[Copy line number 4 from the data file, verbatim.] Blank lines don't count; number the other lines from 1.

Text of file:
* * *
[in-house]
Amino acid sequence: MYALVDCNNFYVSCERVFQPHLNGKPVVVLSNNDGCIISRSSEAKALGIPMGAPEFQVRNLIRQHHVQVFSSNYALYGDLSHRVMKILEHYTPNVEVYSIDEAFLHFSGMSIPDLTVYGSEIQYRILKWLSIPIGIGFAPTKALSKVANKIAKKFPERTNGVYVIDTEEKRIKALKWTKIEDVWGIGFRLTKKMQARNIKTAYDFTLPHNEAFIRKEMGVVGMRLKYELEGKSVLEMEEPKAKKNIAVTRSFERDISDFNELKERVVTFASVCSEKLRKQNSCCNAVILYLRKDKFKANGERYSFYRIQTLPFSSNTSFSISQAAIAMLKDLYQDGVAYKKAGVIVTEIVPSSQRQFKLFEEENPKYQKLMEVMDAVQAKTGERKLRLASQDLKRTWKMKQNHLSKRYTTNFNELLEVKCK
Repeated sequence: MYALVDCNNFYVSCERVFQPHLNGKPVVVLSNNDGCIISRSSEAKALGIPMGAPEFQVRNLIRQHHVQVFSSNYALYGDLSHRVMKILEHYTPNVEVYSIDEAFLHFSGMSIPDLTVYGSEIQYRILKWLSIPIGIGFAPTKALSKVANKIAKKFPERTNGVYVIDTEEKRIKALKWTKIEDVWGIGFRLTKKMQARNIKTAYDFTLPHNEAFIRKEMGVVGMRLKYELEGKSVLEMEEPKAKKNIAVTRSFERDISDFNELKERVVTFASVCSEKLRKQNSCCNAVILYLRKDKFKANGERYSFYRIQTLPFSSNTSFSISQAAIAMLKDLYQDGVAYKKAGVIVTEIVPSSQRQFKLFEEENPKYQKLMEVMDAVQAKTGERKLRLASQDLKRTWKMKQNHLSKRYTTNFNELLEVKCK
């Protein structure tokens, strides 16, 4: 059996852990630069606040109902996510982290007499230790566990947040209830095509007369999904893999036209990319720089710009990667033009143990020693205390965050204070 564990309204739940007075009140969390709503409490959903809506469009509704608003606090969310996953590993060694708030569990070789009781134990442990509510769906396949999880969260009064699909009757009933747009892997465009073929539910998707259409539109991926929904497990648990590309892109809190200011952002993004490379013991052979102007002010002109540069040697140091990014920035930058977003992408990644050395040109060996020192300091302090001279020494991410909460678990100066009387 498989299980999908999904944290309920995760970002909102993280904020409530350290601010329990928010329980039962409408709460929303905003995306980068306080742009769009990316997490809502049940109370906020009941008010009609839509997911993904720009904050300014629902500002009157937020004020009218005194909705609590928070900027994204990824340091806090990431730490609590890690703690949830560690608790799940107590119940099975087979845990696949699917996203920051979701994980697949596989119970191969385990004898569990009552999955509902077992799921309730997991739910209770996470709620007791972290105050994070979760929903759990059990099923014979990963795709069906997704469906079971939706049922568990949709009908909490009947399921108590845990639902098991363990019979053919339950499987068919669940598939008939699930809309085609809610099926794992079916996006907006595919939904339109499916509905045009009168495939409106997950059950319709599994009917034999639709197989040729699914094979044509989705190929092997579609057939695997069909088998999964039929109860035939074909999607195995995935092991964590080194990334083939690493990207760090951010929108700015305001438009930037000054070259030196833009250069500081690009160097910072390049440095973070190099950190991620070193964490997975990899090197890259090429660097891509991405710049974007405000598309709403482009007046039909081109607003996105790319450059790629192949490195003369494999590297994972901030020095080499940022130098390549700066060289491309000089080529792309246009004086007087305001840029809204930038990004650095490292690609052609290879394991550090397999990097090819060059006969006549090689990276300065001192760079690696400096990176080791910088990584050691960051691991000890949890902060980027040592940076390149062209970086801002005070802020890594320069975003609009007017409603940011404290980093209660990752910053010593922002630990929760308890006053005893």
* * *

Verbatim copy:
């Protein structure tokens, strides 16, 4: 059996852990630069606040109902996510982290007499230790566990947040209830095509007369999904893999036209990319720089710009990667033009143990020693205390965050204070 564990309204739940007075009140969390709503409490959903809506469009509704608003606090969310996953590993060694708030569990070789009781134990442990509510769906396949999880969260009064699909009757009933747009892997465009073929539910998707259409539109991926929904497990648990590309892109809190200011952002993004490379013991052979102007002010002109540069040697140091990014920035930058977003992408990644050395040109060996020192300091302090001279020494991410909460678990100066009387 498989299980999908999904944290309920995760970002909102993280904020409530350290601010329990928010329980039962409408709460929303905003995306980068306080742009769009990316997490809502049940109370906020009941008010009609839509997911993904720009904050300014629902500002009157937020004020009218005194909705609590928070900027994204990824340091806090990431730490609590890690703690949830560690608790799940107590119940099975087979845990696949699917996203920051979701994980697949596989119970191969385990004898569990009552999955509902077992799921309730997991739910209770996470709620007791972290105050994070979760929903759990059990099923014979990963795709069906997704469906079971939706049922568990949709009908909490009947399921108590845990639902098991363990019979053919339950499987068919669940598939008939699930809309085609809610099926794992079916996006907006595919939904339109499916509905045009009168495939409106997950059950319709599994009917034999639709197989040729699914094979044509989705190929092997579609057939695997069909088998999964039929109860035939074909999607195995995935092991964590080194990334083939690493990207760090951010929108700015305001438009930037000054070259030196833009250069500081690009160097910072390049440095973070190099950190991620070193964490997975990899090197890259090429660097891509991405710049974007405000598309709403482009007046039909081109607003996105790319450059790629192949490195003369494999590297994972901030020095080499940022130098390549700066060289491309000089080529792309246009004086007087305001840029809204930038990004650095490292690609052609290879394991550090397999990097090819060059006969006549090689990276300065001192760079690696400096990176080791910088990584050691960051691991000890949890902060980027040592940076390149062209970086801002005070802020890594320069975003609009007017409603940011404290980093209660990752910053010593922002630990929760308890006053005893």